A Recession Doesn’t Have To Mean Falling Prices

If someone mentions the word recession or depression, one of the first things that comes to mind is deflation, wherein nominal prices decrease. For example, when a $1,000,000 house falls to $650,000. Less common is associating a recession with rising prices. 

When this happens in an economy, it’s called stagflation. This is a word that has gained relevance and popularity since generationally high inflation took hold following 2020-21. 

Making Sense of Stagflation

I had a conversation a couple of months ago in which I proposed housing prices could enter a recession in the following 18-24 months, yet prices could remain flat by the end. How is this possible? If general inflation outpaces any rise in home prices, inflation-indexed (real) returns fall.

To help make more sense of this, it should be noted that even if inflation-indexed home prices fall, not all cohorts of the population would necessarily gain purchasing power in the context of real estate. For this, it depends on one’s asset and income exposure. For example, wages in certain cohorts may remain somewhat stagnant relative to changes in real estate. The stock market may lag behind or lead ahead, and commodities may soar ahead (not all commodities per se). 

Additionally, it is important to note that given the extremely cyclical nature of not only inflation but commodity prices – which are basically one in the same in a sense – it is common for many to buy at the peak and ride the downtrend. 

This makes any “inflation-indexed” fall seemingly invisible to the individual whose purchasing power is falling in a commensurate or greater fashion. They can’t buy more or fewer houses than they could before (discounting interest rate changes). What is often seen during extreme inflation are rapid losses in wealth among large sections of the population, dependent on their exposure to inflation-exposed assets, and where their income streams come from.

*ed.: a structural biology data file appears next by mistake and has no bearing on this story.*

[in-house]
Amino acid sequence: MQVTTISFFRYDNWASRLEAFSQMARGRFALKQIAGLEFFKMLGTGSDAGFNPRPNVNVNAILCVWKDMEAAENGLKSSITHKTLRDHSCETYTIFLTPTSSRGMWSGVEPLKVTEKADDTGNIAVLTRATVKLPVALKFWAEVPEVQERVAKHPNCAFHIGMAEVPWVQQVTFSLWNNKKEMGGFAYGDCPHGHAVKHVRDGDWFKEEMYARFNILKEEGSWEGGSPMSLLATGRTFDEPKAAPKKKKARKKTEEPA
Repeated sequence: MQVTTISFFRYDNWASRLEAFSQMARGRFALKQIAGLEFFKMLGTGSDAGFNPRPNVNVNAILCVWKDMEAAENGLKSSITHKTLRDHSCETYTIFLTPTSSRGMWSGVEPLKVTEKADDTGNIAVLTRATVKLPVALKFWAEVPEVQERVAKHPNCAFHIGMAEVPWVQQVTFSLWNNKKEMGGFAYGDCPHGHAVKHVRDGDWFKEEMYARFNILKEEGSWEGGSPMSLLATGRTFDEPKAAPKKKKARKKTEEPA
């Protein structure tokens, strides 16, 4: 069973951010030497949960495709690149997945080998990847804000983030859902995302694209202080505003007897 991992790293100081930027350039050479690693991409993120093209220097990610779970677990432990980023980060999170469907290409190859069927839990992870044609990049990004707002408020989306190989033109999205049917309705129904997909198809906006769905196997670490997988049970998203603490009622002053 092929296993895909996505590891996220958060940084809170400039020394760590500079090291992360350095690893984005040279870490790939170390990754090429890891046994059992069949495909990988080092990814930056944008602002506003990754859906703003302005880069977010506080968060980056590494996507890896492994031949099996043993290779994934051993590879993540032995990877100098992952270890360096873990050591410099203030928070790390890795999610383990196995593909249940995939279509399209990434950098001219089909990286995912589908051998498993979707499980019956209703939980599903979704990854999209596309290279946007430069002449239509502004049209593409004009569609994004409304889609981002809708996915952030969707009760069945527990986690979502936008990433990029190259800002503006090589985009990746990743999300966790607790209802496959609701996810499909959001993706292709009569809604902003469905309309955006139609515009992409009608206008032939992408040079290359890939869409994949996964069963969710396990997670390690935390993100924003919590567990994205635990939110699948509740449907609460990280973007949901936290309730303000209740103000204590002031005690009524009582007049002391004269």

Defining Stagflation Risks

Stagflation is characterized by low or stagnant growth in the economy coupled with high inflation. To demonstrate the stagflationary phenomenon of the 1970s, look no further than an inflation-indexed stock market chart. Though the stock market is rarely an accurate one-to-one metric for representing changes in the productive capacity of the economy, it may prove relevant for investors to see. 

Source: Macrotrends 


The general idea for minimizing stagflation risks is simple. Position oneself (assets + income) so that one’s own purchasing power does not fall excessively with inflation-indexed falls. 

For the more active investor, it is possible to profit handsomely during and directly after a highly inflationary period, though this is inherently reserved for a select minority (depending on their knowledge, luck, job, and contacts).

A question that should be considered is the following: What’s a more extreme version of stagflation? Both are characterized by recessions, but hyperinflation starts at 50% inflation per month. Sometimes, a state of inflation in-between stagflation and hyperinflation is characterized as “galloping inflation”.